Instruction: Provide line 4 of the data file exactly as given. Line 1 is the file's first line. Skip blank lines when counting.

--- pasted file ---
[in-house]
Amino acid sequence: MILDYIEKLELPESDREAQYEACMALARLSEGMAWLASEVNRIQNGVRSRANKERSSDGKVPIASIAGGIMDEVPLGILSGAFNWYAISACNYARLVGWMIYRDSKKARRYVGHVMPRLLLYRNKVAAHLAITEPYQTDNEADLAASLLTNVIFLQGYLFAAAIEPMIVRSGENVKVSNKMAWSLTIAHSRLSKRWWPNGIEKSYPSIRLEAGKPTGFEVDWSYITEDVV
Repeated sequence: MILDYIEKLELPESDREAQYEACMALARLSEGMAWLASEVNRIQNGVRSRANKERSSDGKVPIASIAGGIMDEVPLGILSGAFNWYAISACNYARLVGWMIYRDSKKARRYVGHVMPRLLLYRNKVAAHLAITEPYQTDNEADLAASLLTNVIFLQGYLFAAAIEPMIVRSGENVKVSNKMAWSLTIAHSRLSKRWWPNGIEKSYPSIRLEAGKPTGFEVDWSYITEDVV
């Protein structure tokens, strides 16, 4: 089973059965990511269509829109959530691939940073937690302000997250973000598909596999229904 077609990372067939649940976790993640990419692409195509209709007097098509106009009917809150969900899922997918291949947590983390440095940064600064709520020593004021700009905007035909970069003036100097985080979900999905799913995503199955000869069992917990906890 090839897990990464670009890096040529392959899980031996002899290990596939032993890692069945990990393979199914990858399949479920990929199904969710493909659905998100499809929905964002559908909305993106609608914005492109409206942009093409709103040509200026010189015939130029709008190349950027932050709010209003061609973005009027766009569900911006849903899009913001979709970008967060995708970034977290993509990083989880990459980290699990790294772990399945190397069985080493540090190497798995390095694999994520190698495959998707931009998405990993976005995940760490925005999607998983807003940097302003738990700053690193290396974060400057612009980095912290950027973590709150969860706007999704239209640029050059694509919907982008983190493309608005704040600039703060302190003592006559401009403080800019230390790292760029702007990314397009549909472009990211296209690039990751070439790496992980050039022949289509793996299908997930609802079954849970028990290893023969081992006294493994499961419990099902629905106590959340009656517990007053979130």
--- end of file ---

């Protein structure tokens, strides 16, 4: 089973059965990511269509829109959530691939940073937690302000997250973000598909596999229904 077609990372067939649940976790993640990419692409195509209709007097098509106009009917809150969900899922997918291949947590983390440095940064600064709520020593004021700009905007035909970069003036100097985080979900999905799913995503199955000869069992917990906890 090839897990990464670009890096040529392959899980031996002899290990596939032993890692069945990990393979199914990858399949479920990929199904969710493909659905998100499809929905964002559908909305993106609608914005492109409206942009093409709103040509200026010189015939130029709008190349950027932050709010209003061609973005009027766009569900911006849903899009913001979709970008967060995708970034977290993509990083989880990459980290699990790294772990399945190397069985080493540090190497798995390095694999994520190698495959998707931009998405990993976005995940760490925005999607998983807003940097302003738990700053690193290396974060400057612009980095912290950027973590709150969860706007999704239209640029050059694509919907982008983190493309608005704040600039703060302190003592006559401009403080800019230390790292760029702007990314397009549909472009990211296209690039990751070439790496992980050039022949289509793996299908997930609802079954849970028990290893023969081992006294493994499961419990099902629905106590959340009656517990007053979130």